There was plenty to read between the lines in Monday’s presidential debate, from how the unsmiling, ultra-masculine persona of Donald Trump reflected his angry, anxious base, to a lack of critique from both sides about the basis for and follow-up to NATO’s intervention in Libya.
But looming over the entire conversation — and indeed, the entire Western world’s current political crisis — is the white noise of fading hegemony. The US is losing its place in the global order, and Europe is coming with it.
This shift is impacting the rise of far-right, fascistic movements both here and across the EU. It is also one of the reasons that the West won’t do anything about Syria besides offering limited funding and symbolic support to multiple factions of the opposition. Far from a long-planned conspiracy, it’s more of a “throw shit at the wall in the hopes that something sticks” strategy.
Never miss another story
Get the news you want, delivered to your inbox every day.
Why? Isn’t this the “New American Century”?
Rising powers, both at the regional and international level, are filling voids left by the US in its decline. Nowhere is this more acutely felt than in the Middle East. Saudi Arabia invaded Yemen; Israel continues incursions into Gaza; Russia plays a central role in the defense of the Syrian regime. Multiple US allies fund various (and often opposing) sides of the Syrian war. All of these moves have been against the wishes of the US, which did not want to see a further escalation in a region where its power had been weakened so much by its defeat in Iraq.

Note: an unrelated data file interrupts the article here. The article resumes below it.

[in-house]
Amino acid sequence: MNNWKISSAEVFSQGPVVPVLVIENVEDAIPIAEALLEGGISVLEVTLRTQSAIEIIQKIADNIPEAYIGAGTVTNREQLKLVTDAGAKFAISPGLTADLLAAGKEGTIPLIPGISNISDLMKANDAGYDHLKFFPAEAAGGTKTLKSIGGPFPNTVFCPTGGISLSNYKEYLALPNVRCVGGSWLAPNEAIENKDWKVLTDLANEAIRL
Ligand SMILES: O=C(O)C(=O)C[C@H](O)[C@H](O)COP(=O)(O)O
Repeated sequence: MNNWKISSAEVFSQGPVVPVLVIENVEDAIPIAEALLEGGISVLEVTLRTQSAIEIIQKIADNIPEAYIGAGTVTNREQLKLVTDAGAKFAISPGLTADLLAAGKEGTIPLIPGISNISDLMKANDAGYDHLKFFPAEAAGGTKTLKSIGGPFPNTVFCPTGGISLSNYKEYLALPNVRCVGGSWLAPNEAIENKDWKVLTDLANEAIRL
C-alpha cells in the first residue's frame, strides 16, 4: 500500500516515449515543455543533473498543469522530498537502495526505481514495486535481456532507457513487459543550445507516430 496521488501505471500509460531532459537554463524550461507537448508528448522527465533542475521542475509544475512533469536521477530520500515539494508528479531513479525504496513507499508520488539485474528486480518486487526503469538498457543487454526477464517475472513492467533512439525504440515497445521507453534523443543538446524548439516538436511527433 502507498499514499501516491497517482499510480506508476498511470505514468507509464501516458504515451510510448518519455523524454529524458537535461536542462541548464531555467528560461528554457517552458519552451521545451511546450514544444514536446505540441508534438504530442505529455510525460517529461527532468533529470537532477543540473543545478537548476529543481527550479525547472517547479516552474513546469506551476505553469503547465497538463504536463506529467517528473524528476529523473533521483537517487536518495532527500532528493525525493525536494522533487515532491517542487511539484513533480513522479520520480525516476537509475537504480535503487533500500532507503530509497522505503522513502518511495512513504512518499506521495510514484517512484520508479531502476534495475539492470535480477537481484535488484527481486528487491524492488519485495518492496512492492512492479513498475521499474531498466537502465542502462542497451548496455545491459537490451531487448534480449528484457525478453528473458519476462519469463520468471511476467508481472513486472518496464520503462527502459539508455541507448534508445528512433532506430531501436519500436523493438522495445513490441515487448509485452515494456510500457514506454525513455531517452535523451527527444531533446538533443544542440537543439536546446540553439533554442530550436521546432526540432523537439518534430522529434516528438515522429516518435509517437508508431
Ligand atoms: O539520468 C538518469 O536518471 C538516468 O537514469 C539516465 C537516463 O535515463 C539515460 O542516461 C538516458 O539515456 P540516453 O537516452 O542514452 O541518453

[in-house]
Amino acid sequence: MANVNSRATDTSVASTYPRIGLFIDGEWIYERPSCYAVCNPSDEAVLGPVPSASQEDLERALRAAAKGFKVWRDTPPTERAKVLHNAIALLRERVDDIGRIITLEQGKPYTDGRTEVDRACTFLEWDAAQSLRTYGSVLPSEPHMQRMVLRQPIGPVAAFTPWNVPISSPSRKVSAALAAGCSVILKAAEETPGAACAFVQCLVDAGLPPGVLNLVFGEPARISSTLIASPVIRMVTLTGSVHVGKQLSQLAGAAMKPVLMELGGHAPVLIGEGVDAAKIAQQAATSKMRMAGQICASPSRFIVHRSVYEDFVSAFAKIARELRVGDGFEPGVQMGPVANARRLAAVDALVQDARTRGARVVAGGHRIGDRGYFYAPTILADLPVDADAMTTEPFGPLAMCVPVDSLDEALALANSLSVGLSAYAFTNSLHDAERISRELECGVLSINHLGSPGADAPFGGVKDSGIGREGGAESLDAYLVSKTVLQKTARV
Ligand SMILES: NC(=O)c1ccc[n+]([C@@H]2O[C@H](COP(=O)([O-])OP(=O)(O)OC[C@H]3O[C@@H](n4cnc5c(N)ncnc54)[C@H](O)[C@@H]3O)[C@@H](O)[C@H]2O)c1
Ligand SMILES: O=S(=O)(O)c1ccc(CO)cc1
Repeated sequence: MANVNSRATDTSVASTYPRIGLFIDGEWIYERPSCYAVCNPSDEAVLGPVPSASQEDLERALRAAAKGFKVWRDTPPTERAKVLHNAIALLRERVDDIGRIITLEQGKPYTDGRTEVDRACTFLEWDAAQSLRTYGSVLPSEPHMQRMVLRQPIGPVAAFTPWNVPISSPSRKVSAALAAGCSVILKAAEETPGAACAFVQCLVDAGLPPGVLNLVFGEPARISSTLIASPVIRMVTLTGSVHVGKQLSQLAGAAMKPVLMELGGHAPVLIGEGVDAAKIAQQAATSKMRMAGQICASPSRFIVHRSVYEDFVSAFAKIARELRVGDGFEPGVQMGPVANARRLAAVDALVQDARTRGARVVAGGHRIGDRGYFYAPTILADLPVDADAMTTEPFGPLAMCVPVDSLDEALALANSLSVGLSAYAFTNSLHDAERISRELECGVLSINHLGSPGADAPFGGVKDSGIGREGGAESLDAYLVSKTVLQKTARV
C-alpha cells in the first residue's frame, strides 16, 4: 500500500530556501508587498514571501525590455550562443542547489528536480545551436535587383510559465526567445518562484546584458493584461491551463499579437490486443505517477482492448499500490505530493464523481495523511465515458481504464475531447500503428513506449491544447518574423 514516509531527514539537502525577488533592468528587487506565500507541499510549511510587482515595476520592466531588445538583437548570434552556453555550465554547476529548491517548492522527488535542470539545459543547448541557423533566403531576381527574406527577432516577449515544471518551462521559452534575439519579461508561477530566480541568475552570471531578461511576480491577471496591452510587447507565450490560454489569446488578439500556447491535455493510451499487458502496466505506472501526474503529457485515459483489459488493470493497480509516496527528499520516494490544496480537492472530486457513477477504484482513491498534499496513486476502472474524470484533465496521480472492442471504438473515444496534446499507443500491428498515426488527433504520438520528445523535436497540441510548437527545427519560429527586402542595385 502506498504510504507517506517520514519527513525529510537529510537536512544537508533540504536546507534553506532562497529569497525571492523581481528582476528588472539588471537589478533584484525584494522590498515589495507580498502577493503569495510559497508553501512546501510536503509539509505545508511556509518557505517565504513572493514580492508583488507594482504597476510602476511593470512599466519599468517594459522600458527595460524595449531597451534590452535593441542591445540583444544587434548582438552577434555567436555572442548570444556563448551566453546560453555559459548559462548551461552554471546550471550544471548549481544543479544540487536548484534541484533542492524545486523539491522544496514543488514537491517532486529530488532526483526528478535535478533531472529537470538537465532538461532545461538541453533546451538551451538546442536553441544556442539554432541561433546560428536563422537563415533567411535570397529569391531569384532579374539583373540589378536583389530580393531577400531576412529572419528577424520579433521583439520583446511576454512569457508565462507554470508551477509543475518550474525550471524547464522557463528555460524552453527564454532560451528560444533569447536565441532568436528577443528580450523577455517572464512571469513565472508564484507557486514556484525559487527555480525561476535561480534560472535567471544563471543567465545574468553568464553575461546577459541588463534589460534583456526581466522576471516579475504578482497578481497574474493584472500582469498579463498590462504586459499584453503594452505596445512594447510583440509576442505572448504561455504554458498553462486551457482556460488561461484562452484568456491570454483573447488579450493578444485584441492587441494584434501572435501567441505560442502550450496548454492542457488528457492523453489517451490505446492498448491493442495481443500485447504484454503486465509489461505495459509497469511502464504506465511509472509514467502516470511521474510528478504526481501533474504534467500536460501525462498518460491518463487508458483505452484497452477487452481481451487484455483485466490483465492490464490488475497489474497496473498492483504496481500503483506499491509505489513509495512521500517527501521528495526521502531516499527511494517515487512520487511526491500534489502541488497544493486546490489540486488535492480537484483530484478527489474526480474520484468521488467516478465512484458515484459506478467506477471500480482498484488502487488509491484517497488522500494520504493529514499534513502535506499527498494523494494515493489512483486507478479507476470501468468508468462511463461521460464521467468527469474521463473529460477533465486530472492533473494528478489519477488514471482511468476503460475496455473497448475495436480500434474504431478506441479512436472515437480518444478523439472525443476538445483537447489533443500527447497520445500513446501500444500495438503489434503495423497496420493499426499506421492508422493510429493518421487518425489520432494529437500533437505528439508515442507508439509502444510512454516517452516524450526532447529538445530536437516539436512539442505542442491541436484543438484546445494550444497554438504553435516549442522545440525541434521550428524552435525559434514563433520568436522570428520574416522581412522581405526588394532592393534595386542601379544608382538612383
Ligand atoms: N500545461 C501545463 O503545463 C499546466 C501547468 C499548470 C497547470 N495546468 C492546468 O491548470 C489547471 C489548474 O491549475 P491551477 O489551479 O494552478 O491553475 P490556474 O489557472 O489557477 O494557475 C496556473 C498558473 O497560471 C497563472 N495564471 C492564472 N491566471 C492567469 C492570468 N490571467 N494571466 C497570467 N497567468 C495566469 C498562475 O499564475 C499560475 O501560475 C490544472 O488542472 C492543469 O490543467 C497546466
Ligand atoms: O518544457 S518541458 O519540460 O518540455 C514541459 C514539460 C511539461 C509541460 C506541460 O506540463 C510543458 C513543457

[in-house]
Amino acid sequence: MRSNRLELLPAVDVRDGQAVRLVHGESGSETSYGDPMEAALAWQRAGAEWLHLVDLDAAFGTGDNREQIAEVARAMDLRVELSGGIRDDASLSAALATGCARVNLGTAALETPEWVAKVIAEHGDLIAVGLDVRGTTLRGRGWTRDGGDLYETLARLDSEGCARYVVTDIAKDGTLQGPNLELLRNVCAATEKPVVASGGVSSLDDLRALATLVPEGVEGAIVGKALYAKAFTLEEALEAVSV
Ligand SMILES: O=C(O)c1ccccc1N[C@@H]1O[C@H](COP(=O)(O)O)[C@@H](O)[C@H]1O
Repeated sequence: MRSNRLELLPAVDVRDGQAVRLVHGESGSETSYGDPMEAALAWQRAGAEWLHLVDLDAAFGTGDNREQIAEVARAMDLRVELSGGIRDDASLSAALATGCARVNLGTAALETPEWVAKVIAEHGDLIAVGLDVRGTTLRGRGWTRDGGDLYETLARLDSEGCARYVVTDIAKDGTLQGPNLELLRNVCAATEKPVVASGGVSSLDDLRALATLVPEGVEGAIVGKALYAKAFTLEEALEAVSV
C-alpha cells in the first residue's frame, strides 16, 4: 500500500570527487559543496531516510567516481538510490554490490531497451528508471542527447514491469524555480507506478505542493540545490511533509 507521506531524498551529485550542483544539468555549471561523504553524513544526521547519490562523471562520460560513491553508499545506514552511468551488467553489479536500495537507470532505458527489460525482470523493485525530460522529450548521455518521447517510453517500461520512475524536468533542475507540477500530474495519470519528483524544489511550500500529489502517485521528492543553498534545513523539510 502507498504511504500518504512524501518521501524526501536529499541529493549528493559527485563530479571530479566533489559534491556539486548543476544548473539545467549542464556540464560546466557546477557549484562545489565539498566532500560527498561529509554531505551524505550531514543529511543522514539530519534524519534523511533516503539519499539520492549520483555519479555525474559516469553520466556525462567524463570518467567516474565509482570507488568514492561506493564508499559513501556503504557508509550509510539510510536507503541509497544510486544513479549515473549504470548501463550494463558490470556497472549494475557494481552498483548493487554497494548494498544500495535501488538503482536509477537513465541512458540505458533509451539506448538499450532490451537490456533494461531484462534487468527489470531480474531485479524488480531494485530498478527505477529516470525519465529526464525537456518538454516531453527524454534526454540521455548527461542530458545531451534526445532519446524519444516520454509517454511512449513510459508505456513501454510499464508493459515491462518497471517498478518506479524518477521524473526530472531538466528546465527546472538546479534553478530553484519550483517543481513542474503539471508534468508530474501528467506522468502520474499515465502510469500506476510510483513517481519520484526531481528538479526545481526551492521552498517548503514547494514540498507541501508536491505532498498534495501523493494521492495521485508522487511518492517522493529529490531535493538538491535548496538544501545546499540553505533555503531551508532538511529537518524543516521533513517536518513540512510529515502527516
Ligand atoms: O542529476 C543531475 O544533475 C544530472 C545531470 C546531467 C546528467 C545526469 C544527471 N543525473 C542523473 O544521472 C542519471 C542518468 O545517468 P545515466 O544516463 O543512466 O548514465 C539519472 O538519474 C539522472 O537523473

Domestically, populations that have been poised to benefit from long-term US power — white America, for instance — are feeling the possibility that they may have to live different lifestyles in the future. Their fear of even slight downward mobility, mixed with their privilege-enhanced expectations, is pushing the agendas of the far right, which has successfully eclipsed traditional conservative ideas with a neofascist agenda that places the US, Austria and the UK first.
Trump admits this relative decline, more or less, when he paints a picture of a US where “everything is bad” and we are “losers.” Even the freshly renovated, waterfall and sculpture-filled airports of the US are apparently in “third world” condition to him. Though such a description is a blatant mythology (the US has fairly state-of-the-art airport facilities and a very safe travel record), it may sound like it could be true, to those who think the country is falling apart.
The idea that the country is literally deteriorating backs up Trump’s image of an America on the brink of extinction, and justifies the state-of-siege mentality his campaign relies on for its momentum. While its decline as a hegemony is a reality, the inevitable, near-term, catastrophic end of the US itself is a fiction invented by the same folks who deny the existence of climate change and swear that Obama is secretly a Muslim.
However, there are multiple generations now that were raised to believe they would be better off than their parents, and their dreams are being shattered. That belief, reliant on a US that would rule the world for a long time to come, is not standing up to reality. Though generations of administrations have distributed soldiers across the world, built large military bases, and designed trade pacts to solidify economic arrangements that favor US corporations, they no longer see a future in their favor.